Second skin: Kao study shows fine fibre tech ability to enhance make-up pigmentation coverage

By Amanda Lim

- Last updated on GMT

Kao conducts research into fine fibre tech for colour cosmetics. [Kao Corp]
Kao conducts research into fine fibre tech for colour cosmetics. [Kao Corp]

Related tags pigmentation Colour cosmetics Science Research and development kao corp

Kao Corporation has conducted new research into fine fibre technology and its ability to tackle the ‘serious’ consumer concern for pigmentation spot coverage.

The Japanese firm’s Fine fibre technology is an ultra-thin membrane that is created by spraying the skin with a polymer solution of superfine fibres by using the electrospinning method.

Kao first announced the development of this technology in 2018​ and launched the first-ever Fine fibre-enabled skin care products in 2019​.

Previous research by Kao has shown that when applied, the membrane can help the skin to retain moisture while simultaneously allowing it to breathe.

In its latest research, Kao explored the application of fine fibre technology in colour cosmetics, specifically as a face base make-up product.

Yukihiro Miyazaki, R&D manager, make-up products research, told CosmeticsDesign-Asia​ that the firm saw that this technology could solve one of the biggest consumer concerns – pigmentation spot coverage.

“Spot is one of the serious concerns and a lot of consumers who concern about spots have never been satisfied with their makeup finish because there is a trade-off between having a natural [finish] and high-coverage.”

Layering technique

For this study, Kao researchers aimed to examine the structure of the coating film formed as well as it effects to conceal pigmentation spots.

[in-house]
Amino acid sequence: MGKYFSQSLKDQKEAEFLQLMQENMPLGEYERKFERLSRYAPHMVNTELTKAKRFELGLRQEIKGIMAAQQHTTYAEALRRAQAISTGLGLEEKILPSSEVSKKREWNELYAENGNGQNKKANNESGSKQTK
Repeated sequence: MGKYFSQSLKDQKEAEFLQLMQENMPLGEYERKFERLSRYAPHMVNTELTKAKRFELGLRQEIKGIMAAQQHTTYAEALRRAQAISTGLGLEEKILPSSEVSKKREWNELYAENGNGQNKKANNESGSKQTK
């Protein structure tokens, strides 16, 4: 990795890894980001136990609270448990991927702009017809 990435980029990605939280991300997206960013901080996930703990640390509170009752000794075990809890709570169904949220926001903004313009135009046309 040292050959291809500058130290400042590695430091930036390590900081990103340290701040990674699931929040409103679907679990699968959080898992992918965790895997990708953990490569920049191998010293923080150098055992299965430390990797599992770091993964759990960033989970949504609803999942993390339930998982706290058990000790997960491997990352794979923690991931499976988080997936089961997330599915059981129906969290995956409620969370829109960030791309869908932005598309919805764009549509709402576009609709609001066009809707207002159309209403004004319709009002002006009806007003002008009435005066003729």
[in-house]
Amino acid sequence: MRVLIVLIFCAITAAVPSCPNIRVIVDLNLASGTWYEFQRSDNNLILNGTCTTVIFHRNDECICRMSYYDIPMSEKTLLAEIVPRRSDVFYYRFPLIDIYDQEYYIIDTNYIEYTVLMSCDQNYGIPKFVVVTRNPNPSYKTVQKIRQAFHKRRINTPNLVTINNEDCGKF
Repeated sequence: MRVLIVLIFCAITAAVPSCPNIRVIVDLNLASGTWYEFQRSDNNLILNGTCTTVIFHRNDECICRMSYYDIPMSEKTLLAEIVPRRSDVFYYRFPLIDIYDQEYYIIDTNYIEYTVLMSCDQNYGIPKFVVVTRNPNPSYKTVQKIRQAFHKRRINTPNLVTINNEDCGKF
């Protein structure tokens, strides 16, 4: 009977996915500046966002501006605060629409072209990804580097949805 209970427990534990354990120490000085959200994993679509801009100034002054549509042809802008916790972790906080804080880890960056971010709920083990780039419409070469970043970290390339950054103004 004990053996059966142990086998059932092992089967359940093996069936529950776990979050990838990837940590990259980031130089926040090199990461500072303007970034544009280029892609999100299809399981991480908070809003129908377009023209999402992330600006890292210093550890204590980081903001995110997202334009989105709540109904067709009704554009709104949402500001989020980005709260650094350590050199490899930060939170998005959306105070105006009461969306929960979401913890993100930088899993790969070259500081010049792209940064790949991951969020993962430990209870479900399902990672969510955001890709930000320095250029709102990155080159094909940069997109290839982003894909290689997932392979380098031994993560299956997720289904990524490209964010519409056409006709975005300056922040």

In one experiment, the fine fibre membrane was applied on an artificial skin model with an uneven surface and a base make-up formulation was applied to it.

It was revealed that the fine fibre membrane had a three-dimensional structure consisting of ‘interfolded super-fine fibres’​ with a large number of small gaps between them.

When applied, the powder contained in the base make-up formulation was observed to applied evenly and densely.

This showed the team that the fine fibre membrane could enhance the coverage effect even with a small amount of base make-up formulation.

In another test, researchers dyed the fibres red before applying it on the skin of a subject. A base make-up formulation containing cosmetic powder emitting green fluorescence was applied over it and observed with fluorescent microscopy.

Researchers found that that the film covered depressions, such as skin grooves and pores, forming a ‘hammock’ that covers skin irregularities and keeps the powder from falling into skin grooves, providing a smooth appearance.

This layering technique was applied on a subject with strong pigmentation spots to confirm the fine fibre’s efficacy as a spot concealer.

Kao researchers concluded that a smooth skin appearance can be obtained by overlaying base make-up onto fine fibre membrane.

“This makes it possible to beautifully cover spots that conventional base makeup cosmetics do not conceal well,”​ said Kao.

The results of this study were presented at the 71st Divisional Meeting of the Division of Colloid and Surface Chemistry held in September, where it received the Best Online Presentation Award.

The findings were also presented at the 25th JFACE (Japanese Academy of Facial Studies) Annual Conference, which was held in October.

Fine future for fine fibre

Based on this technology Kao will be introducing BIOMIMESIS Veil Fixer, a make-up base in the BIOMIMESIS series released from two brands – est and SENSAI.

The base can be applied over an ultra-thin veil of BIOMIMESIS Veil Potion (cosmetic liquid) sprayed on the skin with the Veil Diffuser device. The products will be available next March.

Miyazaki said the results of this research show that the fine fibre technology was “beyond any trends”.

“In terms of fine fibre technology, there will be a wide range of possibilities of applications including therapeutic field.”

For colour cosmetics, Miyazaki explained that this technology could be used to develop a wide range of make-up textures, from matte to natural finishes with high-coverage.

“Therefore, we think it might also fit the personalisation trend in beauty and lead in giving everyone their own ideal makeup finish. This ultra-thin skin has many undiscovered potentials for cosmetic applications. Kao intends to continue developing products that meet the needs of its customers.”

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